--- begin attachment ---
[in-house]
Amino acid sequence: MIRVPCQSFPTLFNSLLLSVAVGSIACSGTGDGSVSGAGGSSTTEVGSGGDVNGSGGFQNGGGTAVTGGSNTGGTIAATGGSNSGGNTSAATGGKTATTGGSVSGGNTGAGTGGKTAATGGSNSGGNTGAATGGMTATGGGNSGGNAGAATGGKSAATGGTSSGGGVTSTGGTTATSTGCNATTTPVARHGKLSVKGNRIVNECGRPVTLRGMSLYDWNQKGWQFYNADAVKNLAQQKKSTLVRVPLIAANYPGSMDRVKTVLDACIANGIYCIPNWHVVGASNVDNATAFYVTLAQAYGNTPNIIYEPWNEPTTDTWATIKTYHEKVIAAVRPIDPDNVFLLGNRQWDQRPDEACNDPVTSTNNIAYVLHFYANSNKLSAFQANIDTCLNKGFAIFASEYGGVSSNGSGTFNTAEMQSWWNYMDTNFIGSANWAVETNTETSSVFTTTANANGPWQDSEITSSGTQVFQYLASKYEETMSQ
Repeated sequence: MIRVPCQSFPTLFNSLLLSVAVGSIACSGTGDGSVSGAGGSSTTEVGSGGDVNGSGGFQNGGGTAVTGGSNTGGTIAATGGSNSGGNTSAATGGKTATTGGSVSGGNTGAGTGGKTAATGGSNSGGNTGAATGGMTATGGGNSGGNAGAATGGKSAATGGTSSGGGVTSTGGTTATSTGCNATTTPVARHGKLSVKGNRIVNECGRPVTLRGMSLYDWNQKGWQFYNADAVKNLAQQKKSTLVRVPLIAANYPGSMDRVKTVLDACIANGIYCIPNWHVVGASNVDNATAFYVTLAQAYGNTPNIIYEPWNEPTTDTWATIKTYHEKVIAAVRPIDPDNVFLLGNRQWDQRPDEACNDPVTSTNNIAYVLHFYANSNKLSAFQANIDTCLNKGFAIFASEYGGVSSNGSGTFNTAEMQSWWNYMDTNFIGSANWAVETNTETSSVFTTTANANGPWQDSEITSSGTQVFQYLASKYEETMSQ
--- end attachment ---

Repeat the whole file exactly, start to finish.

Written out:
[in-house]
Amino acid sequence: MIRVPCQSFPTLFNSLLLSVAVGSIACSGTGDGSVSGAGGSSTTEVGSGGDVNGSGGFQNGGGTAVTGGSNTGGTIAATGGSNSGGNTSAATGGKTATTGGSVSGGNTGAGTGGKTAATGGSNSGGNTGAATGGMTATGGGNSGGNAGAATGGKSAATGGTSSGGGVTSTGGTTATSTGCNATTTPVARHGKLSVKGNRIVNECGRPVTLRGMSLYDWNQKGWQFYNADAVKNLAQQKKSTLVRVPLIAANYPGSMDRVKTVLDACIANGIYCIPNWHVVGASNVDNATAFYVTLAQAYGNTPNIIYEPWNEPTTDTWATIKTYHEKVIAAVRPIDPDNVFLLGNRQWDQRPDEACNDPVTSTNNIAYVLHFYANSNKLSAFQANIDTCLNKGFAIFASEYGGVSSNGSGTFNTAEMQSWWNYMDTNFIGSANWAVETNTETSSVFTTTANANGPWQDSEITSSGTQVFQYLASKYEETMSQ
Repeated sequence: MIRVPCQSFPTLFNSLLLSVAVGSIACSGTGDGSVSGAGGSSTTEVGSGGDVNGSGGFQNGGGTAVTGGSNTGGTIAATGGSNSGGNTSAATGGKTATTGGSVSGGNTGAGTGGKTAATGGSNSGGNTGAATGGMTATGGGNSGGNAGAATGGKSAATGGTSSGGGVTSTGGTTATSTGCNATTTPVARHGKLSVKGNRIVNECGRPVTLRGMSLYDWNQKGWQFYNADAVKNLAQQKKSTLVRVPLIAANYPGSMDRVKTVLDACIANGIYCIPNWHVVGASNVDNATAFYVTLAQAYGNTPNIIYEPWNEPTTDTWATIKTYHEKVIAAVRPIDPDNVFLLGNRQWDQRPDEACNDPVTSTNNIAYVLHFYANSNKLSAFQANIDTCLNKGFAIFASEYGGVSSNGSGTFNTAEMQSWWNYMDTNFIGSANWAVETNTETSSVFTTTANANGPWQDSEITSSGTQVFQYLASKYEETMSQ